The only competitor to Rolls is non chinese submarine battery builders like EXIDE in India. The Chinese are buying from THEM.

You don't want to know the price per amp hour. Exide used to build batteries for US WW II submarines.

I hope folks can learn a little and deduce from the Rolls Battery manual.

They warm against over amping in bulk stage. My 10-tons of Rolls Batteries gain max heat soak 9F when saturated voltage charging from 23.80 volts.

BFL13

Victoria, BC

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Posted: 05/14/19 10:37am Link  |  Quote  |  Print  |  Notify Moderator

http://rollsbattery.com/public/docs/user_manual/Rolls_Battery_Manual.pdf

This manual does not quite say there is a minimum for Wets, just that low and slow will give more of a chance for sulfation to set in. Might not be the same manual as Mex quotes?

Note the 15v charging voltage for 25C/77F that is above Trojan's 14.8 even. Good luck with your standard RV converter. (A PowerMax LK type adjustable voltage one will do it though.)

I don't understand their idea of "gassing voltage" at 2.25/cell (13.5v ) when the usual story has been at 14.2ish. Then they say to Float at 13.5v! Can't be right.

Smitty77

OnDRoad

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Posted: 05/14/19 10:50am Link  |  Quote  |  Print  |  Notify Moderator

MW & BFL13 - You two have probably learned, forgotten, learned again and forgot that you had once forgotten - more then I've been able to absorb over the last 15 years or so on batteries and charging in general. (Intended as a complement!).

Rolls, Trojan - have both been mentioned by you in the last few threads. The OP has Lifeline's (And as you both may recall as you both helped me with my bank - I have Lifeline X's 4 L16's too.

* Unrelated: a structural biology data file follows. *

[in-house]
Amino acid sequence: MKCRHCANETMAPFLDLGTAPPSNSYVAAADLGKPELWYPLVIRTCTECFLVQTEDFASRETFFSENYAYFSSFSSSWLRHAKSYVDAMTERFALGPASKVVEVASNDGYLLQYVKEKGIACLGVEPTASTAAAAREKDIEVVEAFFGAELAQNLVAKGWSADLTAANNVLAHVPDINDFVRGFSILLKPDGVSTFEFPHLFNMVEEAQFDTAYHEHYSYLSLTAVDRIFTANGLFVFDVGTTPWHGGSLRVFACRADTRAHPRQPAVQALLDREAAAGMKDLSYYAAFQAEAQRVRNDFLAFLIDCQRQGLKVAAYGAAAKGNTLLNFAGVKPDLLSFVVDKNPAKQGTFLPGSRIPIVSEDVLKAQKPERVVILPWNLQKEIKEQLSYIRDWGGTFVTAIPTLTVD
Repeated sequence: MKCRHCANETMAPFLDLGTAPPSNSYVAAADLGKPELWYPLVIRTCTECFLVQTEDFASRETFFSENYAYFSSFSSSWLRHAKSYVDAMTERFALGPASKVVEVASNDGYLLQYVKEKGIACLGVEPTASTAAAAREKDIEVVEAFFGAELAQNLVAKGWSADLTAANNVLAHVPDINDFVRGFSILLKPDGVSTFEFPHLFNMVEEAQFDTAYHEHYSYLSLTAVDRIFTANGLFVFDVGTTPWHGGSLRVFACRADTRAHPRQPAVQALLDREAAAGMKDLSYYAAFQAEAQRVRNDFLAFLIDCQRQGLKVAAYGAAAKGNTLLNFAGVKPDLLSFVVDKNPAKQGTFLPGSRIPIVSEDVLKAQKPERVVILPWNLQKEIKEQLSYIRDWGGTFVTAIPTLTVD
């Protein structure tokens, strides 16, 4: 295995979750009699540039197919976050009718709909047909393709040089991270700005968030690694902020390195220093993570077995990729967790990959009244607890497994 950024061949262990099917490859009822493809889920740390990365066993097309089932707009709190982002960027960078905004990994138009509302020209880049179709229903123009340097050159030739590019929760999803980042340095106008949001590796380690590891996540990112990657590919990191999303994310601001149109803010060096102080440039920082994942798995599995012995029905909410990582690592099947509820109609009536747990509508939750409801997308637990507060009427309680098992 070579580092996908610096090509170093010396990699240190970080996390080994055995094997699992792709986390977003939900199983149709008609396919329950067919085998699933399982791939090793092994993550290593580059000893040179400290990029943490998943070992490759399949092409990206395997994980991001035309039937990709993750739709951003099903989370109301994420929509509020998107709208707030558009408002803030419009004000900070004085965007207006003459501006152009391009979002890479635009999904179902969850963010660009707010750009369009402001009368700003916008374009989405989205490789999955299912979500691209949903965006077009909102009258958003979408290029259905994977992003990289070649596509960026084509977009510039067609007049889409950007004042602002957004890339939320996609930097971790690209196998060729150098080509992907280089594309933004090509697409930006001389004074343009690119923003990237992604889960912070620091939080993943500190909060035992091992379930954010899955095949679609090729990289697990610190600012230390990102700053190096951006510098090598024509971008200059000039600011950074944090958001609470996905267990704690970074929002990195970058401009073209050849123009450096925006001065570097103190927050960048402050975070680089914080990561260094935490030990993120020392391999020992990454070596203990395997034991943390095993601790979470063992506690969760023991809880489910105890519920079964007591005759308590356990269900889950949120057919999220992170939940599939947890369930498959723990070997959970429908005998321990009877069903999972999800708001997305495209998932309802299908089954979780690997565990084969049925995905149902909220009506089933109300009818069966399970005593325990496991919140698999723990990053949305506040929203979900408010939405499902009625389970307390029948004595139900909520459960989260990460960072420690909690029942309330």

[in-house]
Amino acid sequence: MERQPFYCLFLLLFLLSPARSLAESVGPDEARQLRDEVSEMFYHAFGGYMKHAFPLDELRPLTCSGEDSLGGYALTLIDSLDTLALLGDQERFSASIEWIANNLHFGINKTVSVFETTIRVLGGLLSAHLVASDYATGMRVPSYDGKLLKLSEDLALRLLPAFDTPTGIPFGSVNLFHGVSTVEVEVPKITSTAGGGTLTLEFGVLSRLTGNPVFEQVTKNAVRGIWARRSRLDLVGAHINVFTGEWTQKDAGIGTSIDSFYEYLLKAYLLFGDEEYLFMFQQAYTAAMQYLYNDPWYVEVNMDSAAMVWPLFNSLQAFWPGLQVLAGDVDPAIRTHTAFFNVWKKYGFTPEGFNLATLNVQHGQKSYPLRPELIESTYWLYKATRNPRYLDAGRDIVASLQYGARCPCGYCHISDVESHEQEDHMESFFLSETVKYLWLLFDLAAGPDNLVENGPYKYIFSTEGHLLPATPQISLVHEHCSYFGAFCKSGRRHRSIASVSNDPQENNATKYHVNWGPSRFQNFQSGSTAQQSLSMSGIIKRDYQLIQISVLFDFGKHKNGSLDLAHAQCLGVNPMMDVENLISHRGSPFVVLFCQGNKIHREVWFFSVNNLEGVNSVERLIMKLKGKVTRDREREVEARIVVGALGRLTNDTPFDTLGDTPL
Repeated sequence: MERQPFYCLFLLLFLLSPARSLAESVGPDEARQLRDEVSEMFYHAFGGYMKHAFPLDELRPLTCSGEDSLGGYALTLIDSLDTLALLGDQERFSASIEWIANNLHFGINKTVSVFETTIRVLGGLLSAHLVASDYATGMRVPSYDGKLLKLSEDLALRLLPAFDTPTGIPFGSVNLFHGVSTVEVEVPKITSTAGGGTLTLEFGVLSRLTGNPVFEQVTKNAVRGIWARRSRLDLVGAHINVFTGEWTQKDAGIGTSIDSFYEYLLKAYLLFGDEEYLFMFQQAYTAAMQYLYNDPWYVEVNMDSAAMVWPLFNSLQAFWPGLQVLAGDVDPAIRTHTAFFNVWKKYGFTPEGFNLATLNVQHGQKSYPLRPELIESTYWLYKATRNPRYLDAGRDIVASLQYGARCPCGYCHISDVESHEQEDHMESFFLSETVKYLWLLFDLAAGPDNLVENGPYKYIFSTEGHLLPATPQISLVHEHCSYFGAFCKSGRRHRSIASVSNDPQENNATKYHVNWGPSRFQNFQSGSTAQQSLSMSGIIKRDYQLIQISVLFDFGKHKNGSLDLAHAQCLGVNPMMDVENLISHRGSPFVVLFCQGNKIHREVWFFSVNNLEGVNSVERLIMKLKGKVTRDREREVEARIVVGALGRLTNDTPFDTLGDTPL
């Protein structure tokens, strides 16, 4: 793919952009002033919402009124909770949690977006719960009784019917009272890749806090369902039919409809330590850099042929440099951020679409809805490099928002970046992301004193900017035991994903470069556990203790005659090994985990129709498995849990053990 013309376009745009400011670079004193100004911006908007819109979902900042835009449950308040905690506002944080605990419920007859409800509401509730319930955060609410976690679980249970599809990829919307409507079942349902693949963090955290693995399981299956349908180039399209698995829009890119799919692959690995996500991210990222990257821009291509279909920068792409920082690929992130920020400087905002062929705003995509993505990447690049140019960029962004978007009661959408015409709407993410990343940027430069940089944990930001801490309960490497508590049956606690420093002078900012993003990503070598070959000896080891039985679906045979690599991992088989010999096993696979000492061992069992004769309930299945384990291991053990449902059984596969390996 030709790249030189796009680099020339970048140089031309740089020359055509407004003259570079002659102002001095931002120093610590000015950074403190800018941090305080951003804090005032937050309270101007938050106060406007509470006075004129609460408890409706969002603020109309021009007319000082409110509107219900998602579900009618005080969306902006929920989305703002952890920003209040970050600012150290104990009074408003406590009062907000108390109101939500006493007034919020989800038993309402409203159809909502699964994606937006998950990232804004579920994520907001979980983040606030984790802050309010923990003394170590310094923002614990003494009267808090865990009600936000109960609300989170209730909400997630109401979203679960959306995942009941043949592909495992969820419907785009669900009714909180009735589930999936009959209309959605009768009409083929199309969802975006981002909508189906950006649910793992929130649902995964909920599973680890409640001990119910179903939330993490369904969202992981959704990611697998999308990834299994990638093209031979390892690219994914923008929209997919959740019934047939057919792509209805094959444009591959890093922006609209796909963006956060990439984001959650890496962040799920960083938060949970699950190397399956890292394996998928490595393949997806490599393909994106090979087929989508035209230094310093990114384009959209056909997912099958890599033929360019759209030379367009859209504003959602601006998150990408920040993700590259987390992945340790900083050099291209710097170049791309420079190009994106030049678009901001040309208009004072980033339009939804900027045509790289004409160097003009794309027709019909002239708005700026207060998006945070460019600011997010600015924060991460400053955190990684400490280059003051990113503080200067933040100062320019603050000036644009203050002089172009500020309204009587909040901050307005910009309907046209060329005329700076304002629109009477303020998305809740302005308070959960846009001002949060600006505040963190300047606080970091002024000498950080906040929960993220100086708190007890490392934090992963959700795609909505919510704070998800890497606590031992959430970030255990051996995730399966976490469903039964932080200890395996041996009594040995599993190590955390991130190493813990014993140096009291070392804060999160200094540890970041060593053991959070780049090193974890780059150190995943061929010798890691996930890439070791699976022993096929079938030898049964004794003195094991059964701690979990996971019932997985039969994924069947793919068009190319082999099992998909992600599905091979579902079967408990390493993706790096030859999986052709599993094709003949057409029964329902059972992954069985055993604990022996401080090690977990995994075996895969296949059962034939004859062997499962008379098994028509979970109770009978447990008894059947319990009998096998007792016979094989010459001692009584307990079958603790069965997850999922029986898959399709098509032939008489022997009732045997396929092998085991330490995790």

Lifeline seem to provide different guidance on a bank of their batteries can handle as far as higher Amps (Thanks BFL13!), then other AGM's. (I don't know the specific's on the differences between say what Rolls, Trojan, Crown, Etc. state for their AGM's, in comparison to Lifeline's.)

MW - You mentioned adding more battery AH capability, to live off of a higher SOC depletion point overnight. I basically did this, as we usually at about 75% SOC + or - 3 to 5% depending upon overnight heating and or running of fans for cooling. I did this, to try and reduce the volume of DOD Cycles usage.

After I walked my previous bank of the same batteries down. I did mention that a Lifeline Tech did spend a good deal of time trying to help me recover my existing bank. And one of the key things I took away from my conversations with him, and from the input provided to me by you two and others and other forums - was that adding higher AH's during Bulk/Absorb cycles help avoid sulfation build up on the mats.

So with Lifeline having a higher recommended AH's of goosing during those phases then other AGM manufactures - and I'm now doing that with my new bank, is not the higher 'juice' a better way of avoiding sulfate build up. (And as mentioned, I also do periodic Conditioning now too, also at the recommendation of the Tech. Under different time cycles based upon battery usage over the weeks prior.

As I read the info in the last few posts in this thread, I've inferred (Maybe incorrectly?) - that higher 'juice' levels are detrimental to AGM's? (Sure, they have a 'fixed' amount of material on the mats, but I'm not drying these out by ever getting near 'venting' escape levels...).

And OP. Not trying to hijack this thread. You have Lifeline's, smaller size bank and you do seem to push them to the 50% SOC level vs my 75% SOC levels - but specifically for Lifeline's, is why I'm asking the question to these gents to clarify if I've miss understood them[emoticon]!